Social Media Platforms Are Designed to be Addictive: Insiders


It is a well-known fact that social media can be addicting as people are constantly on their phones endlessly scrolling the news feed because of their insecurities or hunger for attention and fame, but what people weren’t aware of is a fact that these social media apps and websites are deliberately designed to be addictive.

Recent statements from Silicon Valley insiders revealed that this was, in fact, an intended effect and social media companies like Facebook and Twitter work hard to get us addicted to their services. The effects were even likened to that of cocaine.

What Insiders from Silicon Valley Had To Say

These insiders from Silicon Valley were interviewed on BBC. Among them is Aza Raskin, formerly of Mozilla and Jawbone, who created infinite scroll in 2006. He says:

If you don’t give your brain time to catch up with your impulses, you just keep scrolling.

“It’s as if they’re taking behavioral cocaine and just sprinkling it all over your interface,” Raskin told the publication. “And that’s the thing that keeps you like coming back and back and back.”

Behind every screen on your phone, there are generally like literally a thousand engineers that have worked on this thing to try to make it maximally addicting.

“Like” Button Is An Addiction

These tech companies are constantly figuring out new ways to keep their users hooked to their websites. Features that we have become accustomed to, for example, the “Like” button or putting status or tweets about everything happening with their lives or putting pictures of what they are eating has become so addicting that we see more and more people following the same pattern and becoming addicted.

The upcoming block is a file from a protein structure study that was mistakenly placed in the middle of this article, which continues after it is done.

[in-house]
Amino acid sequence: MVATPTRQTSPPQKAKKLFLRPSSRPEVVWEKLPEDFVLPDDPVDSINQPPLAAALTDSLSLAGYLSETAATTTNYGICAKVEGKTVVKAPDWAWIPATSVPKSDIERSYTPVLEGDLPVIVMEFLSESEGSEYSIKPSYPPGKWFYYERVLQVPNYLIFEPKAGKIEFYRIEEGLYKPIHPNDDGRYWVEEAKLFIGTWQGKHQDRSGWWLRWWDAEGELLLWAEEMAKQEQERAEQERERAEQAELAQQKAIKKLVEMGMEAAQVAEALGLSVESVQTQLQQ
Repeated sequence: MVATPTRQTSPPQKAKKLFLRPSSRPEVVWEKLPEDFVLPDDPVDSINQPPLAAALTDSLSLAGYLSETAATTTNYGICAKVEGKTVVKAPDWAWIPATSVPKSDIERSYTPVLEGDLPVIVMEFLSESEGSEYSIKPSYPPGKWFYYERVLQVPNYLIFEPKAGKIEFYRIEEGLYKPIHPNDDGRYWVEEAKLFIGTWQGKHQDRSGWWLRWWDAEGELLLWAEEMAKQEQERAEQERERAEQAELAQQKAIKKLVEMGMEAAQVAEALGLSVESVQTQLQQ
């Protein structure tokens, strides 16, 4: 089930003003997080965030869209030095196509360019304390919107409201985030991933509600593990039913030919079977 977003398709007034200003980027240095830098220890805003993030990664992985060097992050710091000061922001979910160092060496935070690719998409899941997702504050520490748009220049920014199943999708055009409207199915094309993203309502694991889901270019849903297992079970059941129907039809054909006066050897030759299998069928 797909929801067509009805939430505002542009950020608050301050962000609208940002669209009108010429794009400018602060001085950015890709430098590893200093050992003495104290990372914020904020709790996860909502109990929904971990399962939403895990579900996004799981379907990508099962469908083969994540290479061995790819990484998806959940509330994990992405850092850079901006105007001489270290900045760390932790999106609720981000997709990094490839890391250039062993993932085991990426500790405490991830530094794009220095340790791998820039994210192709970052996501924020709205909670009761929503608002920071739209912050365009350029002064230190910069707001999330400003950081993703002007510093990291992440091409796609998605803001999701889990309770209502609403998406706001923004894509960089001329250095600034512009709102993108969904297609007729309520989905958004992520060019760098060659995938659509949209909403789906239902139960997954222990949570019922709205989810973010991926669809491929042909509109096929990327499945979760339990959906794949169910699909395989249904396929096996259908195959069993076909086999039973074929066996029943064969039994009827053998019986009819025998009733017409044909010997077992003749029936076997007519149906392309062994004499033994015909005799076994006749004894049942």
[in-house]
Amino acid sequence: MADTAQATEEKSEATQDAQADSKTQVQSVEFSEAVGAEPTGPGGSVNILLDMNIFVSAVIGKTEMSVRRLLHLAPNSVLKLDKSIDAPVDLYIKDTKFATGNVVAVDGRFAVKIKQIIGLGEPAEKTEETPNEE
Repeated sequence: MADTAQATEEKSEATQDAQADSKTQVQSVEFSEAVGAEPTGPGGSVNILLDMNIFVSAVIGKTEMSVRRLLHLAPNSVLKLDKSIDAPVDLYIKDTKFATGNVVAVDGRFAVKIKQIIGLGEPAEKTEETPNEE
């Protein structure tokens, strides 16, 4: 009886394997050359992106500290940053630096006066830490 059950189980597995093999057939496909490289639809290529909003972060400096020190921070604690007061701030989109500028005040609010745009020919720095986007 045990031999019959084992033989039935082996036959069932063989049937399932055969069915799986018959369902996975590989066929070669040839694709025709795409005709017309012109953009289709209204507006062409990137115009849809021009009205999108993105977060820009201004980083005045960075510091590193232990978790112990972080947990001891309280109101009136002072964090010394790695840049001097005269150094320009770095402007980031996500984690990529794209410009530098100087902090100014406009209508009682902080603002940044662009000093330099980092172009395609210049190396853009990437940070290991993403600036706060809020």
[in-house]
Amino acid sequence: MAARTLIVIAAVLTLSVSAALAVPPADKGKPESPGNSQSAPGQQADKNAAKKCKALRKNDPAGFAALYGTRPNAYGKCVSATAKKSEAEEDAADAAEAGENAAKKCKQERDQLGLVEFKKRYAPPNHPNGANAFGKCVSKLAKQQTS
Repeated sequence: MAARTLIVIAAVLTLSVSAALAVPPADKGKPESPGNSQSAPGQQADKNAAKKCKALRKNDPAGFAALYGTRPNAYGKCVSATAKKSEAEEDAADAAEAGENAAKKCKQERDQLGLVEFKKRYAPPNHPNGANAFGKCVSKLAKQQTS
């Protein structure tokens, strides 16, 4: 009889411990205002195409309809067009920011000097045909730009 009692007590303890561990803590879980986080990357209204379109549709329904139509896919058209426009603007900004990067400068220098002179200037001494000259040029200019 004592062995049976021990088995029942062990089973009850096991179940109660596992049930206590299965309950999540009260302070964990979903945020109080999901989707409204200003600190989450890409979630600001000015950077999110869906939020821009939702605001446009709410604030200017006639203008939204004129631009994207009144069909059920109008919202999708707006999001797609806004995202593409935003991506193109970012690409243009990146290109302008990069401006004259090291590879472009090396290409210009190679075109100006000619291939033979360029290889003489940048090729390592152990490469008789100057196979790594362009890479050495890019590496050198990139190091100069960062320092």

Leah Pearlman, the co-creator of Facebook’s “Like” button with Justin Rosenstein, admitted to the BBC that even she got addicted to the social media service as if it gives people the validation or moral support of what they are doing.

We see on a lot of websites that they also have the Facebook Like button under their posts, which is because Facebook made it easy for their Like button to be adopted over a different website.

A spokesperson from Facebook and Instagram has said that these allegations are untrue as the platform was designed to connect people to their friends and family. While Twitter and Snapchat remained silent on this issue.


Leave A Reply